What happens inside the skull after a motor vehicle accident

| Jun 5, 2018 | Brain Injury |

Anyone in a motor vehicle accident in Virginia, whether a car occupant, a motorcycle rider or even a pedestrian or cyclist, may sustain a traumatic brain injury. In fact, TBIs can occur even if there is no blow to the head. According to MedicineNet, even if a person never loses consciousness, the trauma of a car accident can cause initially minor issues that could turn into life-threatening injuries.

The skull keeps the brain from being damaged when something hits the head, but it can’t absorb the impact. So, a direct blow may cause brain damage at that site, but the force could cause the head to snap back and the brain to smash against the skull, causing damage to a different part of the brain. The forward and backward motion that causes whiplash could also cause the brain to collide with the skull.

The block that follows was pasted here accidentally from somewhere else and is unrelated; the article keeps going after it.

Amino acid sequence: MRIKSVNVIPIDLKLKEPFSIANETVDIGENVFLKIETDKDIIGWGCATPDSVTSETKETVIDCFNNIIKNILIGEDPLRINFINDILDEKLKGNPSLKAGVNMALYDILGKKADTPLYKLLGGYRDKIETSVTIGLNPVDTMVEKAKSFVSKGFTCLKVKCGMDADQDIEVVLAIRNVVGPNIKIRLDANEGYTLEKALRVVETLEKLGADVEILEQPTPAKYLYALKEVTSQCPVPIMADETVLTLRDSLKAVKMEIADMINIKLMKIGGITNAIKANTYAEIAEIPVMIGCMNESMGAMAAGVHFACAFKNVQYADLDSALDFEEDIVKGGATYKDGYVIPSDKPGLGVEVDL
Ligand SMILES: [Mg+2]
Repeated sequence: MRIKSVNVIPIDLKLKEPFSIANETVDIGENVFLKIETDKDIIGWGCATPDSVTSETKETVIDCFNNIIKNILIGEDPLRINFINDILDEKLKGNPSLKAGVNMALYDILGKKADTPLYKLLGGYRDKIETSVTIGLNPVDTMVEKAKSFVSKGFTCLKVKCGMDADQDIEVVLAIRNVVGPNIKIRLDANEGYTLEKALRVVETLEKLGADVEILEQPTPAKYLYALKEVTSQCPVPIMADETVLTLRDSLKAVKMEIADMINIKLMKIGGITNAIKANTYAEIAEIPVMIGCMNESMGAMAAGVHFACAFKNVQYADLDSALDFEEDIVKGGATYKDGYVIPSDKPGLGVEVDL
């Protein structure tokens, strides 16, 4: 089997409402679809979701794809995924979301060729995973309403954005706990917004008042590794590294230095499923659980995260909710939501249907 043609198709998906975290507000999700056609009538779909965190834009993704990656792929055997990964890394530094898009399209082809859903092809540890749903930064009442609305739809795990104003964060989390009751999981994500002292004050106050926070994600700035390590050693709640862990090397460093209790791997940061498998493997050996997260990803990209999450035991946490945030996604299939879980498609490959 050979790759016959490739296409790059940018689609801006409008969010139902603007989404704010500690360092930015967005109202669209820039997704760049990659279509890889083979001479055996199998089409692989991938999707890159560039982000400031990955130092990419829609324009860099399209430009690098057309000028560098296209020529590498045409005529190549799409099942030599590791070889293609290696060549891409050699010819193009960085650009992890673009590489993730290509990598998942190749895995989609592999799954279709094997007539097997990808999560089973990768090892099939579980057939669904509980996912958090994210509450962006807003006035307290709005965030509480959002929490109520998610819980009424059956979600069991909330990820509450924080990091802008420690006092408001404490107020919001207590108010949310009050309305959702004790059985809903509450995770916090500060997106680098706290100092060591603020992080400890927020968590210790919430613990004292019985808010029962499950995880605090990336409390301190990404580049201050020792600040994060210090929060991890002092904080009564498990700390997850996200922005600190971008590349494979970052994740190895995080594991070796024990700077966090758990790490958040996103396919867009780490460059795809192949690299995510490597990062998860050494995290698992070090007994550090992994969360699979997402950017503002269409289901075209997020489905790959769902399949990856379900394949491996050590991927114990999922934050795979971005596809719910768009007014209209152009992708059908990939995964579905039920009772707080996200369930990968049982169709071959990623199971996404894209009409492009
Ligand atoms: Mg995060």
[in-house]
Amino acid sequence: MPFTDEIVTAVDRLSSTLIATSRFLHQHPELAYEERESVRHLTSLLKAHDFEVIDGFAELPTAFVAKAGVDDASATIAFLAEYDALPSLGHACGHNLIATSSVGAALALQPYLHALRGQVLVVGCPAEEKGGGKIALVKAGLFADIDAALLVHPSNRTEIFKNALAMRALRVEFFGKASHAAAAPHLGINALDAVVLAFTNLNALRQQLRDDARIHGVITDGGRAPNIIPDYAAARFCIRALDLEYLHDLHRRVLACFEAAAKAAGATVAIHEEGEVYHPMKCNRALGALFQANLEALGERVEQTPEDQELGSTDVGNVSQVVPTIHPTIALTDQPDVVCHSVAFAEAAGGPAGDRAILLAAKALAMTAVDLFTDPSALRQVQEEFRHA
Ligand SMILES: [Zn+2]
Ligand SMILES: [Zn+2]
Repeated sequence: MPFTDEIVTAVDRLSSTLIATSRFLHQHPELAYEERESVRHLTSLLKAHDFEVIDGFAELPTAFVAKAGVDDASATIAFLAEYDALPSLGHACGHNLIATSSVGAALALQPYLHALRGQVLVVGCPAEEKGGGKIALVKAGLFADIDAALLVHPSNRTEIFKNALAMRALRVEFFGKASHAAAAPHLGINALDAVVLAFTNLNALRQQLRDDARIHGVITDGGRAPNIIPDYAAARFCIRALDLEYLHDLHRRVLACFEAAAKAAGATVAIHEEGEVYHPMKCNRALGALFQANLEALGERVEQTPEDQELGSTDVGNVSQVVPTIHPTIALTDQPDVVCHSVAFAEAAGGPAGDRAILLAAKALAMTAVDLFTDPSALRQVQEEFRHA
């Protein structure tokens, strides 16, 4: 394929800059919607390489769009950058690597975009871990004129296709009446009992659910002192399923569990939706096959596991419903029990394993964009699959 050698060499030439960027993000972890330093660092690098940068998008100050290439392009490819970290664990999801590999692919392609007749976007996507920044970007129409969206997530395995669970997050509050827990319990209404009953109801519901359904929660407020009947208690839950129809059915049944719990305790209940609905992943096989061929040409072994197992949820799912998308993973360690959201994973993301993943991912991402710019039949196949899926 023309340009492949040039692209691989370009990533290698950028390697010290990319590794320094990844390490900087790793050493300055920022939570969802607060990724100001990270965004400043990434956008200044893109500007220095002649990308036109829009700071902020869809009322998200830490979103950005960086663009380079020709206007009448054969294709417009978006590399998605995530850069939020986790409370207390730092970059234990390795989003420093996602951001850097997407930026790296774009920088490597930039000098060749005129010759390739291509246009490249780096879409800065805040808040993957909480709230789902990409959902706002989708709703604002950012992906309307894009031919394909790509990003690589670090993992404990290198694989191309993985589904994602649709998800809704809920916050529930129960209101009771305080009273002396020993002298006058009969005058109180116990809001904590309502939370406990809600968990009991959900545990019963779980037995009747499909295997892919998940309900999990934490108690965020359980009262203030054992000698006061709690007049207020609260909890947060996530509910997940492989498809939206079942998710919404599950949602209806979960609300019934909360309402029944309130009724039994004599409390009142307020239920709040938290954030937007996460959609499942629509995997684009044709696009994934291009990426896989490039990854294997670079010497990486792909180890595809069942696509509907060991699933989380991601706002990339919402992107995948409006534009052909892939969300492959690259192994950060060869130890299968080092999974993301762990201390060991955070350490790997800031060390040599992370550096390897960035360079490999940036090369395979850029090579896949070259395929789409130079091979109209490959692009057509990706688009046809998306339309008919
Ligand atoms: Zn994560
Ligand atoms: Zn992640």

Bleeding inside the skull can begin with a tiny broken blood vessel, but if it is not identified by a doctor, the blood can pool and clot gradually over days and weeks. This creates pressure between the brain and the skull, and can lead to damage. Bruises, or contusions, can also cause swelling and pressure that builds over time. These factors are the primary reason that a person could feel relatively fine after the accident, but have such serious side effects as seizures or paralysis later.

The risk of bleeding is greater for some people. For example, the brain shrinks as the body ages, and that creates more area between the brain and the skull. Consequently, the blood vessels are stretched and more easily torn. Someone taking a blood thinner for hypertension may also develop severe brain damage from a blow that would heal quickly in a healthy body because of the increased likelihood of bleeding.

MedlinePlus.gov warns that people should be on the alert for symptoms of brain damage such as confusion, weakness or numbness, loss of coordination, changing sleep patterns, irritability or other changes. Any of these could be caused by other health problems, and failing to connect them to the accident could result in dangerously delayed treatment.